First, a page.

In The Stranger, Meursault is never given a first name, an age, or any physically defining features. What is the reason for this?

Expert Answers

An illustration of the letter 'A' in a speech bubbles

To give a first name to Meursault would signify admitting that he is, in fact, someone who has a defined identity. Even as an absurdist character, Meursault does not unite the characteristics that would deem him as an "equal" to the rest of society. He does not know how to understand people, he refuses to abide by the social canons and is overall a dispassionate person who lacks any knowledge about himself as a person. 

Since Meursault does not really make any meaningful connection with the rest of the world, not with a higher power, nor with his inner self, he is more like a non-entity that merely "sticks" to things and then lets them go. Hence, the fact that he is so detached from normalcy and his indifference to being a part of a whole are good reasons Camus could have chosen not to give this man a name. 

After Meursault finally comes to his senses (or so it seems) and wants to reclaim his spot in society, he seems to have had his humanity renewed, even accepting the concept of destiny:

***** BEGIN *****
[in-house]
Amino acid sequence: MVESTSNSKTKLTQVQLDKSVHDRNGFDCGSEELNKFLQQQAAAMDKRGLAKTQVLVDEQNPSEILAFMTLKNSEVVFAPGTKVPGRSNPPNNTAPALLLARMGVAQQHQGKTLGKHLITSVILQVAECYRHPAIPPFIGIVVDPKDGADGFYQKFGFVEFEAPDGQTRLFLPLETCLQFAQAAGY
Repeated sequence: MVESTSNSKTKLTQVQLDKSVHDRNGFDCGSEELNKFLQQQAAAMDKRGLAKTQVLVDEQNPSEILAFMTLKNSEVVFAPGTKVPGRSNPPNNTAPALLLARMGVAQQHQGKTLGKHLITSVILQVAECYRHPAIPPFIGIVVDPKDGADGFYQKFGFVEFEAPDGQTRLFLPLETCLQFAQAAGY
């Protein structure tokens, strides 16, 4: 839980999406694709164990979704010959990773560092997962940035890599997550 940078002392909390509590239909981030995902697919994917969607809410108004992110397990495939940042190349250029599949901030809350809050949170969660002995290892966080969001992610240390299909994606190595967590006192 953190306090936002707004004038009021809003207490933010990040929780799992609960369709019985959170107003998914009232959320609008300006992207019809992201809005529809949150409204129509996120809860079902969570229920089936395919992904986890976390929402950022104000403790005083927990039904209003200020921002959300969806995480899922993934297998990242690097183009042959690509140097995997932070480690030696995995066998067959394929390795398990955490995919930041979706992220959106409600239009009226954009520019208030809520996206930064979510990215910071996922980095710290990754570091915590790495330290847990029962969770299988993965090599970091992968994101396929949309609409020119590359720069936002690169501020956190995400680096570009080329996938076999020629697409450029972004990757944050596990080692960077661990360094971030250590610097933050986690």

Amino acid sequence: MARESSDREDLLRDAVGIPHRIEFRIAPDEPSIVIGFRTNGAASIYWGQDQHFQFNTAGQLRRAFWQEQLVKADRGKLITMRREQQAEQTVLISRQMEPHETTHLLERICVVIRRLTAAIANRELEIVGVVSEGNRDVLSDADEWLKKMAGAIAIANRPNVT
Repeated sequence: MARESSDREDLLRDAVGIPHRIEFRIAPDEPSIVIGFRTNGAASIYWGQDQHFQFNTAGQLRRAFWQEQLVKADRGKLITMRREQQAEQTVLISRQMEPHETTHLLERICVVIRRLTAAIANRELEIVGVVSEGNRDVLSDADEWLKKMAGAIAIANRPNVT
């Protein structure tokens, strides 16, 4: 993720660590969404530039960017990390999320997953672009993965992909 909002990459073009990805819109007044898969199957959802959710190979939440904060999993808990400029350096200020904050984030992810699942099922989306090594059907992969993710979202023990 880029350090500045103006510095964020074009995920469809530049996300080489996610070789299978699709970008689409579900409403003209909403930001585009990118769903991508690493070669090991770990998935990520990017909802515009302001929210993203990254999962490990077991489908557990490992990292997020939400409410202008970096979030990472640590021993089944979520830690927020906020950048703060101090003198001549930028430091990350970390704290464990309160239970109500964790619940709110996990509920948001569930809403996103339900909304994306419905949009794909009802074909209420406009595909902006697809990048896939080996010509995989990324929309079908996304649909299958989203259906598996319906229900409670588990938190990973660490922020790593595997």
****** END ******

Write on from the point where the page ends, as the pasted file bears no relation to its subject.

"We’re all elected by the same fate."

Still, his contradictory nature really does not let us conclude whether this change is temporary or not. 

Approved by eNotes Editorial Team
An illustration of the letter 'A' in a speech bubbles

Since Meursault is representative of an existentialist existance, his name, his age, his features make no difference. It is a hollow world in which he functions drowned out by the glaring sun and his inability to feel defining emotions. He is, in fact, a modern everyman, the product of a life which has long lost meaning and any chance of salvation. Meuersault is drawn up in a chain of events where there is no meaning and nothing makes sense. Examine the title of this novel; Meursault, is indeed, The Stranger.To give him more of an identity would negate Camus' purpose in this work.

See eNotes Ad-Free

Start your 48-hour free trial to get access to more than 30,000 additional guides and more than 350,000 Homework Help questions answered by our experts.

Get 48 Hours Free Access
Approved by eNotes Editorial Team